The Art and Architecture of Ancient America: The Mexican, Maya, and Andean Peoples

By George Kubler | Go to book overview

FOREWORD

THE greater part of these chapters was originally prepared for lectures and seminars beginning in 1938 at Yale University, where the opportunity for studies of the art of American antiquity was first made possible by the late Dean E. V. Meehs and my colleagues in the Department of the History of Art. Other occasions to develop the treatment of the pre-Columbian past, as part of the history of art rather than as anthropology, which is the more usual treatment in American universities, were afforded me at Columbia University, the University of Chicago, at the Universidad Nacional Mayor de San Marcos, in Lima, and at the Universidad Nacional Autónoma in Mexico City.

Various visits to Peru, Guatemala, and Mexico were made possible by the Smithsonian Institution in 1948-9, when I represented the Institute of Social Anthropology in Lima; in 1951 and 1956, when Unesco engaged me to study the reconstruction of the monuments devastated in Cuzco by the earthquake of 195o; and in 1958 when I held a Smith-Mundt award for Mexico.

I am grateful to Professor Nikolaus Pevsner and the publishers for their generous efforts in securing new drawings for many text figures from K. F. Rowland, M.S.I.A., drawings for the maps from Donald Bell-Scott, and for the chronological tables from Sheila Waters. Professor Pevsner showed great patience as Editor of the Pelican History of Art in waiting so long for this manuscript, of which the first deadline fell in 1951. To him I am further indebted for an introduction at Cambridge University, where I was able to work in 1957 as a guest of King's College, and where G. H. S. Bushnell, Curator of the University Museum of Archaeology and Ethnology, kindly let me have the run of the Haddon Library, during the last months of a Guggenheim Foundation Fellowship awarded in 1956-7.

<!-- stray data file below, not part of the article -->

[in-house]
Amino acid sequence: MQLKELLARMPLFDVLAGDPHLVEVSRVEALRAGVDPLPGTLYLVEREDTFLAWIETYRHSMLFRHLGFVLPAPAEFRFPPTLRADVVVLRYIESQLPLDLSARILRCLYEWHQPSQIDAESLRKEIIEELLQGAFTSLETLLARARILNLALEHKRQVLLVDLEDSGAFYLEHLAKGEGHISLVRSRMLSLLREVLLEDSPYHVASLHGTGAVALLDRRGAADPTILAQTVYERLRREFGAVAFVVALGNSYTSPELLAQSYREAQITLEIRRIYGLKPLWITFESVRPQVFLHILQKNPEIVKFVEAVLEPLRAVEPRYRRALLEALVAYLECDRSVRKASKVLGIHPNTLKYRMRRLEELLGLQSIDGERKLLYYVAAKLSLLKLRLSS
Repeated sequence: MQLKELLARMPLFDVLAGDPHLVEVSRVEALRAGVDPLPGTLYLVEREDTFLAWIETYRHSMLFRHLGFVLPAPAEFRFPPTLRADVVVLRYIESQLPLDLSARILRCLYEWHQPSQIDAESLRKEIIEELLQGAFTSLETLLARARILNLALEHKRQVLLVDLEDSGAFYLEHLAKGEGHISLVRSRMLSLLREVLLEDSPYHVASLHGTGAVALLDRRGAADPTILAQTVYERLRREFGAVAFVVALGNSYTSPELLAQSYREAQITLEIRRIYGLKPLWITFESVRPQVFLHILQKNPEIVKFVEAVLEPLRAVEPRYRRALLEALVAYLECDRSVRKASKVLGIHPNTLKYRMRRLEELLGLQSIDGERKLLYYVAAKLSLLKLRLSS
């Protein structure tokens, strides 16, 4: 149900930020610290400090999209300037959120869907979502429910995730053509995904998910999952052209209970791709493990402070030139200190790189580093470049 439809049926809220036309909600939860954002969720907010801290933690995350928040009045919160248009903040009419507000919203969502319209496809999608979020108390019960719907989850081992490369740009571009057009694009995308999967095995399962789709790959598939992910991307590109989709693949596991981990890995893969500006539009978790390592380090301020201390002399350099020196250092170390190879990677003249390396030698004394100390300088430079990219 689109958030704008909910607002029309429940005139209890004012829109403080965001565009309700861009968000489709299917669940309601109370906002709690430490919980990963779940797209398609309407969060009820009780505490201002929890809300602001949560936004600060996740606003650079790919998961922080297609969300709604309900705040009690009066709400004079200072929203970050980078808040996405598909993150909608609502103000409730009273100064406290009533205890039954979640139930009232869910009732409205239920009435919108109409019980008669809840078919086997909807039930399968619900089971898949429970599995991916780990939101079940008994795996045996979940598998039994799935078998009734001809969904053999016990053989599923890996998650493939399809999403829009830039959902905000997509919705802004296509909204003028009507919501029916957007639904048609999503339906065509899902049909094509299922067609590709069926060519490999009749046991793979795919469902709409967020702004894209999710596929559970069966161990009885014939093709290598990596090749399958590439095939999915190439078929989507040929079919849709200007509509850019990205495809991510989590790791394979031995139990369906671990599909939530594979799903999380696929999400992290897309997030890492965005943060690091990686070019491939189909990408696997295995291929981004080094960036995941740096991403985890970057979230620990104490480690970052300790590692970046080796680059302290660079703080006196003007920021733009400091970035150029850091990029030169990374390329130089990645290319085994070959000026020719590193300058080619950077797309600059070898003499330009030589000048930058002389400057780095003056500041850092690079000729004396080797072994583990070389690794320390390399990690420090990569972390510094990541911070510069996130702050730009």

For advice and correction on many points I have benefited flora conversations and correspondence with Junius Bird, G. H. S. Bushnell, Donald Collier, Gordon Ekholm, Alfred Kidder II, Tatiana Proskouriakoff, John H. Rowe, Linton Satterthwaite, Jr, w. Duncan Strong, and Gordon Willey, whose views have an authority gained in many years' field experience. The outsider from other fields of study never can assume this authority: it belongs only to the field archaeologist who works both in detail and in broad reconnaissance, and it may appear more in his conversation than in his writings.

Much complicated correspondence about photographs was carried on for me by Mary Margaret Collier, and I am obliged to Mrs H. Gordon Sweet for her aid in clarifying the text. Mrs Patricia Shillabeer Beach and Mrs Amelia Sudela typed long hours. Friends and students in Yale College - Colin Eisler, Terence Keenan, Joseph Baird, and Joseph Lyman - helped with many matters of detail. John Hoag, the Art Librarian at Yale, helped repeatedly in negotiations for photographs, and Helen Chillman allowed me to borrow negatives and prints from the University collections for many of these illustrations.

In Lima, my friend Abraham Guillén was the most reliable source of photographs. In Mexico City, the head archivist of the photograph collections in the Instituto Nacional de Antropología e Historia, Señor Ramón Sánchez Espinosa, was unfailingly helpful.

-xxv-

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